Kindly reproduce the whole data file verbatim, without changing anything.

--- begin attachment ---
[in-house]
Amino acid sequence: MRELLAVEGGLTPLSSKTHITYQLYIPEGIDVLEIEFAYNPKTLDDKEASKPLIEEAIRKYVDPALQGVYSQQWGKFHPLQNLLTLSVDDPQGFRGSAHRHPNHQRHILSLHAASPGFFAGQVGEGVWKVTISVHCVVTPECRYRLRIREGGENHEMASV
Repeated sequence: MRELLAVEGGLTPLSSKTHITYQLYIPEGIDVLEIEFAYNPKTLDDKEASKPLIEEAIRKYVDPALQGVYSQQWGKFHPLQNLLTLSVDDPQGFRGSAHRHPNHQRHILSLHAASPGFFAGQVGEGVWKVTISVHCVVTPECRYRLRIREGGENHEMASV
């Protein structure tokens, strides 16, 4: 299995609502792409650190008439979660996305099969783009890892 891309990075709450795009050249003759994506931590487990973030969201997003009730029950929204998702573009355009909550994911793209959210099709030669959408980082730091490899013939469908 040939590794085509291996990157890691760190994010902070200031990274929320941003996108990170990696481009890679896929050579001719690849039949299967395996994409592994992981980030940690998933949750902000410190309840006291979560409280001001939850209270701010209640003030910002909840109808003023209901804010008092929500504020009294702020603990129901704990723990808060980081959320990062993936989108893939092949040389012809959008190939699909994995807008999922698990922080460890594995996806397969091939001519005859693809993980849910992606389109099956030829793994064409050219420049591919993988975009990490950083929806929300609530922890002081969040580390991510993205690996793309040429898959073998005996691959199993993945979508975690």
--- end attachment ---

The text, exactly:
[in-house]
Amino acid sequence: MRELLAVEGGLTPLSSKTHITYQLYIPEGIDVLEIEFAYNPKTLDDKEASKPLIEEAIRKYVDPALQGVYSQQWGKFHPLQNLLTLSVDDPQGFRGSAHRHPNHQRHILSLHAASPGFFAGQVGEGVWKVTISVHCVVTPECRYRLRIREGGENHEMASV
Repeated sequence: MRELLAVEGGLTPLSSKTHITYQLYIPEGIDVLEIEFAYNPKTLDDKEASKPLIEEAIRKYVDPALQGVYSQQWGKFHPLQNLLTLSVDDPQGFRGSAHRHPNHQRHILSLHAASPGFFAGQVGEGVWKVTISVHCVVTPECRYRLRIREGGENHEMASV
């Protein structure tokens, strides 16, 4: 299995609502792409650190008439979660996305099969783009890892 891309990075709450795009050249003759994506931590487990973030969201997003009730029950929204998702573009355009909550994911793209959210099709030669959408980082730091490899013939469908 040939590794085509291996990157890691760190994010902070200031990274929320941003996108990170990696481009890679896929050579001719690849039949299967395996994409592994992981980030940690998933949750902000410190309840006291979560409280001001939850209270701010209640003030910002909840109808003023209901804010008092929500504020009294702020603990129901704990723990808060980081959320990062993936989108893939092949040389012809959008190939699909994995807008999922698990922080460890594995996806397969091939001519005859693809993980849910992606389109099956030829793994064409050219420049591919993988975009990490950083929806929300609530922890002081969040580390991510993205690996793309040429898959073998005996691959199993993945979508975690």